The Synthetix protocol’s health is a result of the aggregate health (or liquidity) of its most important participants, the SNX stakers. In order to stay healthy and avoid liquidation as an SNX staker, it is necessary to maintain collateral with a value double one’s portion of the system debt. This is vital for a staker’s own bottom line and integral for the health of the system as a whole.

While it would be nice to explain the workings of the protocol in simpler, more digestible terms, this is actually the point where it gets trickier. The complexity of the Synthetix platform is what lends it its functionality but, unfortunately, it is also something that makes explaining how all of the moving parts fit and move together quite a task. Still, nothing ventured, nothing gained..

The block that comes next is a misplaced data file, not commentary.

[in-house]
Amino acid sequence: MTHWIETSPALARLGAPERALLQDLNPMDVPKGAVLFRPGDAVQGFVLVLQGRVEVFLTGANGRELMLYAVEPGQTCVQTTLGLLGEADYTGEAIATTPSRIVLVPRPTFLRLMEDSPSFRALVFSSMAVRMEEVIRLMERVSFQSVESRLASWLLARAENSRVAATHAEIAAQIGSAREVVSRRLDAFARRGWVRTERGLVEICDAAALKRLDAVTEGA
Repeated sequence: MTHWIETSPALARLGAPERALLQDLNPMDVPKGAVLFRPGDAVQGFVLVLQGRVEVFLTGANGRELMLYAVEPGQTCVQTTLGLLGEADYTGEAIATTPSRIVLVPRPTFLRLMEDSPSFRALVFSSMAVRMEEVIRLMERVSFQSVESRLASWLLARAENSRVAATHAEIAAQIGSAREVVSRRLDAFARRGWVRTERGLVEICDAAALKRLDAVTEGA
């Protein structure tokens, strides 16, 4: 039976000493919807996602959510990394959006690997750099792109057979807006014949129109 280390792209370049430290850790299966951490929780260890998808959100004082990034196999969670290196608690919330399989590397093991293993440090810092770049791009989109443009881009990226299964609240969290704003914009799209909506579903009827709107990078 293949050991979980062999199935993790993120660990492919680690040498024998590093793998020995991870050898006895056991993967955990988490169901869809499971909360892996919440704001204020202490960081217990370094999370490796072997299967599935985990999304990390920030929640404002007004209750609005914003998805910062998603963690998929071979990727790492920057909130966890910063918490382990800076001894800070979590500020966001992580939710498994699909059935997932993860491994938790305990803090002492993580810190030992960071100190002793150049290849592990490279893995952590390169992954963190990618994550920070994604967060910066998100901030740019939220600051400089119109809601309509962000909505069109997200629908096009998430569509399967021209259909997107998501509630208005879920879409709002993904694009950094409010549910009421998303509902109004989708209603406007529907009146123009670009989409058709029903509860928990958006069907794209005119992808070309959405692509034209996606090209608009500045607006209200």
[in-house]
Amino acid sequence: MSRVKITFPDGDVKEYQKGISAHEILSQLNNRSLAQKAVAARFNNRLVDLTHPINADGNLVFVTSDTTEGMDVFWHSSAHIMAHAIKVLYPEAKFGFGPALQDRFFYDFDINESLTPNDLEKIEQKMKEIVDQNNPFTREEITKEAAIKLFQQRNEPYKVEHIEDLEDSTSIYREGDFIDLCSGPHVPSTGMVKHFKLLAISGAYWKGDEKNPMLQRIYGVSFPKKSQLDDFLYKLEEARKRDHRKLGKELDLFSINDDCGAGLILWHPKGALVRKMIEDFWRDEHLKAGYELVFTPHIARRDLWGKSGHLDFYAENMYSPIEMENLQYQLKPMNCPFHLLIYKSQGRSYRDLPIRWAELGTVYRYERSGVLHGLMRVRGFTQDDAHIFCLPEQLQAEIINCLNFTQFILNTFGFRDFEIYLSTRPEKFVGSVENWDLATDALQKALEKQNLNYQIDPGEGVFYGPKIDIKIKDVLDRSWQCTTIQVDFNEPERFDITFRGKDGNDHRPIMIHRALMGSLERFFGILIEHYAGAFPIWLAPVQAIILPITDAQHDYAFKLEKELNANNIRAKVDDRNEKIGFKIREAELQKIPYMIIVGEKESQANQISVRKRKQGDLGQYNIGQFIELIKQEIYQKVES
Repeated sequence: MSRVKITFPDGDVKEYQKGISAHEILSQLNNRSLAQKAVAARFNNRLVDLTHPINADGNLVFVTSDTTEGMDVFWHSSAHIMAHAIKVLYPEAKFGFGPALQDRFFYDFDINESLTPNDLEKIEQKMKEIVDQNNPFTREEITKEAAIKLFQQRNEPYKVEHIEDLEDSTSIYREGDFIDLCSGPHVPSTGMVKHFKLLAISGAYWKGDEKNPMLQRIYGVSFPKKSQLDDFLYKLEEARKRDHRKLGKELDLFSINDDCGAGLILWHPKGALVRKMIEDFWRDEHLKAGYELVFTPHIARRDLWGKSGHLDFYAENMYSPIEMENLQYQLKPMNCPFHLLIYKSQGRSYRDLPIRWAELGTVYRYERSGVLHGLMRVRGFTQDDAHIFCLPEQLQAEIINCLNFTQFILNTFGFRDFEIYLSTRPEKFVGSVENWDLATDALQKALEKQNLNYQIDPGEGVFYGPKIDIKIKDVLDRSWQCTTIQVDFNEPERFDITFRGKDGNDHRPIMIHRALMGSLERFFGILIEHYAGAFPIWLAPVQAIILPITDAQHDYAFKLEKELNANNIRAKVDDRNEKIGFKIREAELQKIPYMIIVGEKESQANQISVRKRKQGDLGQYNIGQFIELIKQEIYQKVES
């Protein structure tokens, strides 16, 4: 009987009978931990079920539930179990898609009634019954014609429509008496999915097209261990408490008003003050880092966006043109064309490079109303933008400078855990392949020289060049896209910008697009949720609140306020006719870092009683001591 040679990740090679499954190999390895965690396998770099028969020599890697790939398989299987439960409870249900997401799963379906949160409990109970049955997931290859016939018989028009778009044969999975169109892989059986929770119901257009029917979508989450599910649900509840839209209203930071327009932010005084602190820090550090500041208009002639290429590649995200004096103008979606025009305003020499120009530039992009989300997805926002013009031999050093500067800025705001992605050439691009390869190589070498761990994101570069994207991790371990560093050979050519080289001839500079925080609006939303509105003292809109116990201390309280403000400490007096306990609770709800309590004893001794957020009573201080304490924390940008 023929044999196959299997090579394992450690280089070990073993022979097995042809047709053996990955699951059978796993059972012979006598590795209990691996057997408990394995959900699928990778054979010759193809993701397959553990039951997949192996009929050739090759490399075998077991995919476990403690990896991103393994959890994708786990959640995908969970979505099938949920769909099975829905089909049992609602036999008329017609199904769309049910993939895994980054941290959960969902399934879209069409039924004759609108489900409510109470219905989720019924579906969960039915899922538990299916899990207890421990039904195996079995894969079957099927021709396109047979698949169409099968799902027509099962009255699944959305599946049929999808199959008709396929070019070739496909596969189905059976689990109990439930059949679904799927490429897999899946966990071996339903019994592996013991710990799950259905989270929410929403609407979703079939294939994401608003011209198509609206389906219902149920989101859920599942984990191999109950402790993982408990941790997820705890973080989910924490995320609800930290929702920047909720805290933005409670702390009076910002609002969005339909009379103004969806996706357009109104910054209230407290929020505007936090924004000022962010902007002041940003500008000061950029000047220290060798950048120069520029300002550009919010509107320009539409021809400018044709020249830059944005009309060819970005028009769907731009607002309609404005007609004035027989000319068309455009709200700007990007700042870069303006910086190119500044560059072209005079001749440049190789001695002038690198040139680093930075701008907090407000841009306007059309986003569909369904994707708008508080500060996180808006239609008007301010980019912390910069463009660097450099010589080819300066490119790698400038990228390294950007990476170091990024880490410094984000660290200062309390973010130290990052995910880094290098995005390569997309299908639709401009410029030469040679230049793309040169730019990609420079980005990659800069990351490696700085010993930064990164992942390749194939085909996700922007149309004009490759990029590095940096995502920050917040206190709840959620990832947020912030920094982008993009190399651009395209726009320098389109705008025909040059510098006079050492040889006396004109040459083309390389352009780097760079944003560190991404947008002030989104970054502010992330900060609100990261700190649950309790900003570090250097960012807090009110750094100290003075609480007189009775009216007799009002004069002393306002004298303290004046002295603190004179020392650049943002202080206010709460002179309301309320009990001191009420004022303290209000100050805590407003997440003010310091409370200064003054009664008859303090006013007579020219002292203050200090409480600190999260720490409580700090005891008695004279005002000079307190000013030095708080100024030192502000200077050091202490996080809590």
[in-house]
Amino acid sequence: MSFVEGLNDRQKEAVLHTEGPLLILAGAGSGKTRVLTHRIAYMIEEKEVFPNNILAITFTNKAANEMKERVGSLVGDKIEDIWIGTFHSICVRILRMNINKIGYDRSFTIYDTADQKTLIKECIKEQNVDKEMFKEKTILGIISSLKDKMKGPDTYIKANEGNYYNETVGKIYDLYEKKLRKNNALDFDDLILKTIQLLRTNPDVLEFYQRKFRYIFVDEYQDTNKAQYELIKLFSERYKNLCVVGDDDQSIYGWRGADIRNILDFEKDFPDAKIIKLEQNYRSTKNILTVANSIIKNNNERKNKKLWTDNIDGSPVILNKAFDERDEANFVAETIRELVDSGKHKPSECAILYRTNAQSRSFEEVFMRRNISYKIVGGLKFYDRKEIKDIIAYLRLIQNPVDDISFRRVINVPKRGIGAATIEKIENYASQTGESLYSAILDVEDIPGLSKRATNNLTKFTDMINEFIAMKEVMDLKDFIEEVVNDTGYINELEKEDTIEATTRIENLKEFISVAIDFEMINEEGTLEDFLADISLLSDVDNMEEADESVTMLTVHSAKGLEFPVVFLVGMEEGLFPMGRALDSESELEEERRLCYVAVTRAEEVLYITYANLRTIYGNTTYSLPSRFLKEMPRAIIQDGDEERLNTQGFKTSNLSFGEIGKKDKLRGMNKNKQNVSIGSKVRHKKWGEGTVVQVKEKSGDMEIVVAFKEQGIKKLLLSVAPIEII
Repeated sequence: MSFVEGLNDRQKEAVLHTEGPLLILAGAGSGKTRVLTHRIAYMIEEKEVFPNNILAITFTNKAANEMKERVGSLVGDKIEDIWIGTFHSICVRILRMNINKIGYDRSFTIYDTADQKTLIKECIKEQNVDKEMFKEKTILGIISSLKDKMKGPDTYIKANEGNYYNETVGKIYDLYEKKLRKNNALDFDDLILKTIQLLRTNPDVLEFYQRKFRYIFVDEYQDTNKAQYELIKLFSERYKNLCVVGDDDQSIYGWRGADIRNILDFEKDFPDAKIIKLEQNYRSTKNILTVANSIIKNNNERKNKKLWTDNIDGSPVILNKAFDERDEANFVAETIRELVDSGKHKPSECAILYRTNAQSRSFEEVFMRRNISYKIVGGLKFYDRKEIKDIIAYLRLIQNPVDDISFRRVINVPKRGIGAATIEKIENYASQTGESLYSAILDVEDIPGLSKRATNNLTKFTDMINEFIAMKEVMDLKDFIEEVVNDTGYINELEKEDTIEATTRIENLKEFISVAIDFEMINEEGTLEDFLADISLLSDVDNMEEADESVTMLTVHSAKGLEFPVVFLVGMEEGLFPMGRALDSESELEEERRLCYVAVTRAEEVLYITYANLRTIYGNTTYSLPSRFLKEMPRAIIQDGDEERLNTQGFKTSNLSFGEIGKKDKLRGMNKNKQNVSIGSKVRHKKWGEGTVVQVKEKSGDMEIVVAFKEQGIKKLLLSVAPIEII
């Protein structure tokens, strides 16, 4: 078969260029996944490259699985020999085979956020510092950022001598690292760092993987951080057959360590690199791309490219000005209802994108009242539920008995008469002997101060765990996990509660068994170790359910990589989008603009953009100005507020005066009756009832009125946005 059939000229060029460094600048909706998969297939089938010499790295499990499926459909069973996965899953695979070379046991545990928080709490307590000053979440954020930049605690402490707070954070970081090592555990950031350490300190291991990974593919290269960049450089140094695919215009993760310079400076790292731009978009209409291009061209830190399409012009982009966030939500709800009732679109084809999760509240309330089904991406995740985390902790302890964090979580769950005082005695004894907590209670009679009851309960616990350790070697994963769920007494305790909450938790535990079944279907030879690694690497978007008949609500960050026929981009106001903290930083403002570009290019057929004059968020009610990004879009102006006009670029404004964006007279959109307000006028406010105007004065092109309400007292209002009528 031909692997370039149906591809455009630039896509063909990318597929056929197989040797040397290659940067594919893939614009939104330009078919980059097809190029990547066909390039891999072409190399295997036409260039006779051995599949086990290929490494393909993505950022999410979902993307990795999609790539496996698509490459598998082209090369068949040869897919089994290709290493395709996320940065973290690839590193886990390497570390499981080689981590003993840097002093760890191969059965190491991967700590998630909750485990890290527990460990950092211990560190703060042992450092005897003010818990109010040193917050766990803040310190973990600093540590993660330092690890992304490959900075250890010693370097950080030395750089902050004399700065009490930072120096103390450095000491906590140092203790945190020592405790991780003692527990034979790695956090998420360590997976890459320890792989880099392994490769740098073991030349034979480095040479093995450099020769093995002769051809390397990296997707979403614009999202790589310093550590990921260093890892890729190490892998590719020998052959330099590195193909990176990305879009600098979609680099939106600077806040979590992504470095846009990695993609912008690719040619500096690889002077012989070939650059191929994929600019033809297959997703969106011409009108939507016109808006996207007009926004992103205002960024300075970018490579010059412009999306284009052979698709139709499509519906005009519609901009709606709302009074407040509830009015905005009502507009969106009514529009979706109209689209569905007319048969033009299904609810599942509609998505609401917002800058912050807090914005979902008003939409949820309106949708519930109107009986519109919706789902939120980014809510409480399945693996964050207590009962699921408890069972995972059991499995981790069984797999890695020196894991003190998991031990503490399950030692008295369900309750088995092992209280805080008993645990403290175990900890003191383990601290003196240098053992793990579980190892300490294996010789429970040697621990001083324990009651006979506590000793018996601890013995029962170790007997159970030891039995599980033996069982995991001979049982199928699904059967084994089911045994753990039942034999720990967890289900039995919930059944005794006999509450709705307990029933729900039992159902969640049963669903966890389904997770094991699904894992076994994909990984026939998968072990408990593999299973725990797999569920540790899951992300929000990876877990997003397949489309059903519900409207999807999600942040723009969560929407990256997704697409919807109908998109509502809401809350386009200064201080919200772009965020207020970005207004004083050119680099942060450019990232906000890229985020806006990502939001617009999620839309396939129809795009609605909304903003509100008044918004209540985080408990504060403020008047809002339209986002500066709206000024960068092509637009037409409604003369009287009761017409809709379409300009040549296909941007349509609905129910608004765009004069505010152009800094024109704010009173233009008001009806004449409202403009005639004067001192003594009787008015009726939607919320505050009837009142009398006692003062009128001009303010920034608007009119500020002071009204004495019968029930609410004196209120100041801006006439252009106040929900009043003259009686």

You maintain the all-important 200% collateralization ratio (c-ratio) of your account by ensuring your wallet contains the necessary number of SNX to back your debt (expressed in sUSD). If the price of SNX goes down in dollar terms, it obviously makes sense that your c-ratio also changes. In order to correct this, one might assume that all one need to do is repay the minted sUSD and save those precious SNX from the risk of loss. Well.. actually.. Nope!

When a holder mints sUSD in order to collateralize the system and qualify for a portion of the token inflation and platform fees, they’re doing more than simply generating a stablecoin. They’re also taking on the responsibility to manage the debt they’ve generated. Should traders on the Synthetix platform outperform both the market and the trades the staker makes using their minted sUSD, the staker will find themself short when it comes to repaying their debt. If they don’t have funds to pull from elsewhere and if the SNX price keeps falling then their remaining locked SNX will be vulnerable to liquidation.